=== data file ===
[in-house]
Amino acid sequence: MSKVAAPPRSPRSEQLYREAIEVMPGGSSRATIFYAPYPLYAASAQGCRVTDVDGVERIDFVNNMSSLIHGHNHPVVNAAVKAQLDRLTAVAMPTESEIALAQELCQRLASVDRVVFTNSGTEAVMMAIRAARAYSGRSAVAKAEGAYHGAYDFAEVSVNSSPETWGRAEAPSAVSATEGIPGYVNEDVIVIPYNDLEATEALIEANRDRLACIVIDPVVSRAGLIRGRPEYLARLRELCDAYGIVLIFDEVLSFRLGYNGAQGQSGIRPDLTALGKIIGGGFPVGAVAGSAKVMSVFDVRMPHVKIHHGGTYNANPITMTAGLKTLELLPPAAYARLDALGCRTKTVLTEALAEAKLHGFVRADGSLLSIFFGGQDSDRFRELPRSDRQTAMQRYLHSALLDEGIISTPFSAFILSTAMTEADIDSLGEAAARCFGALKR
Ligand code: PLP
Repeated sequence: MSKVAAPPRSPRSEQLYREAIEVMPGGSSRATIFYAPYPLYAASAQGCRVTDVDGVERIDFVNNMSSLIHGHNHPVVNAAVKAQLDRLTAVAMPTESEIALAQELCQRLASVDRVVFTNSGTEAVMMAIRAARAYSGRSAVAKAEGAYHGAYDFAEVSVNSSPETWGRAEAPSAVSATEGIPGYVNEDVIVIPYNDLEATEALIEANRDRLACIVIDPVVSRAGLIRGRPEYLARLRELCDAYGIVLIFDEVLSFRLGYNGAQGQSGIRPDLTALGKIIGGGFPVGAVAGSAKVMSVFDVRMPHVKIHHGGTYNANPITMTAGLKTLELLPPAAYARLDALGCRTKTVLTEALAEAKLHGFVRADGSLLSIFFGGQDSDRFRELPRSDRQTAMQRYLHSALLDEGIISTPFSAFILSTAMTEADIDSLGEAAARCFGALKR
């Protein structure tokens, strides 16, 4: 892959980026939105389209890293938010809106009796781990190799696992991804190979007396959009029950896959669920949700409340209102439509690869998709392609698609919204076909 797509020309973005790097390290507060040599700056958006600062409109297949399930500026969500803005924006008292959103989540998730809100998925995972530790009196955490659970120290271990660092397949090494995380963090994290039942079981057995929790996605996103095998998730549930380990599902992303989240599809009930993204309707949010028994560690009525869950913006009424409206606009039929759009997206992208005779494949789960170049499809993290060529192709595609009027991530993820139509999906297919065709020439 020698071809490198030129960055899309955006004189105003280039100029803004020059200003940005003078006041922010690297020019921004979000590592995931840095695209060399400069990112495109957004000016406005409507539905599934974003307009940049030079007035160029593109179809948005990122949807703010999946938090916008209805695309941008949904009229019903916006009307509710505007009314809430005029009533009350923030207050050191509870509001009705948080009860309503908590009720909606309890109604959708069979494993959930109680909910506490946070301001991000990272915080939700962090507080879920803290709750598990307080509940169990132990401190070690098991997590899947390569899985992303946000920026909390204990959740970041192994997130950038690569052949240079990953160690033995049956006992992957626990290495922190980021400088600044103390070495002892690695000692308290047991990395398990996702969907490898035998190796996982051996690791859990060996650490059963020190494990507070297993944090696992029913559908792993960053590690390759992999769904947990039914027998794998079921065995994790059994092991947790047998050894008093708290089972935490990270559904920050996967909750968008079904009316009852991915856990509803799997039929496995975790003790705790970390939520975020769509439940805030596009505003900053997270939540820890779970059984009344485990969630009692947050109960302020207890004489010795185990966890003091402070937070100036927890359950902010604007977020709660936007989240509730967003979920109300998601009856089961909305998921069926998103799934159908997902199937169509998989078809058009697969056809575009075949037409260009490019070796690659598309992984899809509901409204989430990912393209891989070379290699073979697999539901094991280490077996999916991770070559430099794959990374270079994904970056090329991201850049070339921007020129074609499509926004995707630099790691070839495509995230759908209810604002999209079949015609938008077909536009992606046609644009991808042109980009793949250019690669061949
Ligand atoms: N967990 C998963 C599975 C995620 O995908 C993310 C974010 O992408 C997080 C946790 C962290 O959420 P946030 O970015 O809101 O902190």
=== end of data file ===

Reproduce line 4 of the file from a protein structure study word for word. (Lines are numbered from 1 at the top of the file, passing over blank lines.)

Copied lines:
Repeated sequence: MSKVAAPPRSPRSEQLYREAIEVMPGGSSRATIFYAPYPLYAASAQGCRVTDVDGVERIDFVNNMSSLIHGHNHPVVNAAVKAQLDRLTAVAMPTESEIALAQELCQRLASVDRVVFTNSGTEAVMMAIRAARAYSGRSAVAKAEGAYHGAYDFAEVSVNSSPETWGRAEAPSAVSATEGIPGYVNEDVIVIPYNDLEATEALIEANRDRLACIVIDPVVSRAGLIRGRPEYLARLRELCDAYGIVLIFDEVLSFRLGYNGAQGQSGIRPDLTALGKIIGGGFPVGAVAGSAKVMSVFDVRMPHVKIHHGGTYNANPITMTAGLKTLELLPPAAYARLDALGCRTKTVLTEALAEAKLHGFVRADGSLLSIFFGGQDSDRFRELPRSDRQTAMQRYLHSALLDEGIISTPFSAFILSTAMTEADIDSLGEAAARCFGALKR